|Publication number||US4799250 A|
|Application number||US 07/003,142|
|Publication date||Jan 17, 1989|
|Filing date||Jan 14, 1987|
|Priority date||Jan 17, 1986|
|Also published as||DE3760979D1, EP0234967A1, EP0234967B1|
|Publication number||003142, 07003142, US 4799250 A, US 4799250A, US-A-4799250, US4799250 A, US4799250A|
|Inventors||Jean M. Penato, Emile Gabbay, Yves Debrouwer|
|Export Citation||BiBTeX, EndNote, RefMan|
|Patent Citations (8), Referenced by (16), Classifications (7), Legal Events (6)|
|External Links: USPTO, USPTO Assignment, Espacenet|
1. Field of the Invention
The present invention pertains to a rotating anode for X-ray tubes, an anode of a composite type with graphite.
The X-radiation produced by an X-ray tube results from the bombardment, by a cathode-generated beam of electrons, of a refractory material with a high atomic number borne by the anode. These materials which possess a high atomic number comprise, for example, tungsten, tantalum and, also, molybdenum: these materials are called "target materials" in the rest of the description.
The emission of X photons is accompanied by a high emission of heat: the energy yield of the X rays produced, i.e. the ratio of the energy of the X photons to the energy of the impinging electrons is about 1% and the rest is transformed into heat.
In general, it is only by radiation that the heat accumulated in the anode is discharged. Hence anodes, and especially rotating anodes, are most often built so as to favour heat radiation and, to this effect, they comprise one or more graphite elements.
The essential function of the graphite is to increase the thermal radiation. The increase in thermal radiation ΔW can be written: ##EQU1## where W is the energy and ε is the coefficient of radiation or the coefficient of emissivity. The gain in dissipated energy varies linearly with the coefficient of emissivity, moreover when all conditions are equal.
Besides, the energy radiated W is proportionate to the temperature to the power of 4, expressed in °K. Thus, for a radiated energy W1 corresponding to a temperature T1=1250° C., and a second radiated energy W2 corresponding to a second temperature T2=1000° C., the ratio ##EQU2##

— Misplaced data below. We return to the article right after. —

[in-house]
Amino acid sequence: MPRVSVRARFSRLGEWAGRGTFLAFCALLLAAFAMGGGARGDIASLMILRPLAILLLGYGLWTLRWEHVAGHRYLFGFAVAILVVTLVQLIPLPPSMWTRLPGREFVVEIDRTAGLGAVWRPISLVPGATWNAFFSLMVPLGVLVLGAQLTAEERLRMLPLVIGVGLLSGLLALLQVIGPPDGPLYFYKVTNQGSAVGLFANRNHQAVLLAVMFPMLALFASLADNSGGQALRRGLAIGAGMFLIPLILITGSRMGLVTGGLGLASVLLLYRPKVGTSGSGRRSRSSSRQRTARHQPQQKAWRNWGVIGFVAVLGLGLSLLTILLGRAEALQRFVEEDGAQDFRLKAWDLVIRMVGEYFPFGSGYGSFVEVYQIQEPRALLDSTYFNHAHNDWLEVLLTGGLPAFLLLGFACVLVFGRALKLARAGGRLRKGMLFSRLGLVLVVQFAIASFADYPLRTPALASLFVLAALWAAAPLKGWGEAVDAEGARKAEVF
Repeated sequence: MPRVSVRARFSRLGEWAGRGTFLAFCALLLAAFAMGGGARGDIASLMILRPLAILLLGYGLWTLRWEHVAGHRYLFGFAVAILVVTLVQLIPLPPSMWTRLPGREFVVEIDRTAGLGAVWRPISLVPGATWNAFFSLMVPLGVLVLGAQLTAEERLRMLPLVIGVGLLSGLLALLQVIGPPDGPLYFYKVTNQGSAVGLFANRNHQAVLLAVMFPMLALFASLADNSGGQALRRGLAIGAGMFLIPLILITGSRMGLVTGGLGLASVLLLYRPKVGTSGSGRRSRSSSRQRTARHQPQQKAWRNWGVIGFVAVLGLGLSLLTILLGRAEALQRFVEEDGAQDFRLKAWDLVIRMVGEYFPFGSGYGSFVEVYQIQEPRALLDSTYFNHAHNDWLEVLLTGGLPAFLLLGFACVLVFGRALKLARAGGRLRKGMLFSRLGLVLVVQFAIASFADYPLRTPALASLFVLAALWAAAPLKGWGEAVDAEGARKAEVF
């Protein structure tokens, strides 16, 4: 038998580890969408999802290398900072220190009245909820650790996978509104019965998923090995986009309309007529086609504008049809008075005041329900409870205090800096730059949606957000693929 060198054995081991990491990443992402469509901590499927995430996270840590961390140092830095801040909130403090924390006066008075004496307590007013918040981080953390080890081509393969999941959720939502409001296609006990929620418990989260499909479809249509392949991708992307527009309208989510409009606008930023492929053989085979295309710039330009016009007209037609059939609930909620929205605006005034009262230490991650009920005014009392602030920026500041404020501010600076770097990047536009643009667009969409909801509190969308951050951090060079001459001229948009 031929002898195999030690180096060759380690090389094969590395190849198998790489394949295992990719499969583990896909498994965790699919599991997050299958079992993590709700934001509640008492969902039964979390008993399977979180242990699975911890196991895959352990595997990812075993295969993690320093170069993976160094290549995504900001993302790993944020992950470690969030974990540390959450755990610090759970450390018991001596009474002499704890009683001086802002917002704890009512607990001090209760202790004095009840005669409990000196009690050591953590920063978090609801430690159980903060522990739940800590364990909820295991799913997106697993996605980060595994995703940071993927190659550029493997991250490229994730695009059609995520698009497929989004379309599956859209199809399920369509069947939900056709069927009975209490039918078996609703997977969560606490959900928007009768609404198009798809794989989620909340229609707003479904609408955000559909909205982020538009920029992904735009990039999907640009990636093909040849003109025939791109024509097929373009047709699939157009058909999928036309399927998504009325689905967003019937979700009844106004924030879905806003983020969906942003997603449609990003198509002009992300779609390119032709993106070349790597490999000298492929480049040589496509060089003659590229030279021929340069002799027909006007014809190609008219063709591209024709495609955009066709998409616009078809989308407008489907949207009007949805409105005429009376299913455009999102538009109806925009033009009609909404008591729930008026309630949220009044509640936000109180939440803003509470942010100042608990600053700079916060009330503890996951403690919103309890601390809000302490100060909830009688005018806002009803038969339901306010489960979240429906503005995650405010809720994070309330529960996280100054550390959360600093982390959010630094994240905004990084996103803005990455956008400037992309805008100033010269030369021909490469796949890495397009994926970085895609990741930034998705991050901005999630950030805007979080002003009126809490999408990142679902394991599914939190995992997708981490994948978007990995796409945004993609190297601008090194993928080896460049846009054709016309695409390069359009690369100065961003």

This shows how important it is to be able to carry the anode disk to the highest possible temperature so as to derive the maximum advantage that can be given by the thermal radiation due to graphite.
The contribution of graphite in the rotating anode disks can be provided in different ways. As a general rule, the anode disk is a composite disk formed of a basic body, one surface of which at least partially lined with a target material.
The basic body may be directly made of graphite. The target material, tungsten for example, can be applied to the graphite either by brazing processes or, for example, as a layer deposited on the graphite through a depositing process by gaseous-phase depositing or, again, by electrolysis in the dry way. In any case, the quality of the bond between the tungsten and the graphite is of prime importance, on the one hand to obtain adequate adhesion of the tungsten to the graphite and, on the other hand, to establish a minimum thermal resistance between the tungsten or other target material considered to be the source of the heat, and the graphite which is provided to discharge the heat by radiation.
This bond between the tungsten or other target material and the graphite is made by a layer of bonding element: in the case of brazing, it is the brazing element which constitutes this bonding element and, in the case of gaseous-phase depositing or electrolysis in the dry way, this bonding element is made up of a so-called intermediate element, deposited as a film between the target material and the graphite: this intermediate element is generally made of rhenium, which itself is a refractory material.
In other cases, the basic body is made, for example, of molybdenum to which the target material, such as tungsten, is applied according to a mechanical process for example: a graphite element is brazed to the basic body made of molybdenum, to a surface opposite to that of the target material. The quality of the bond between the molybdenum and the graphite is as important as in the previous examples, the bonding element being made of a relatively refractory material such as, for example, zirconium, titanium, palladium, rhodium etc.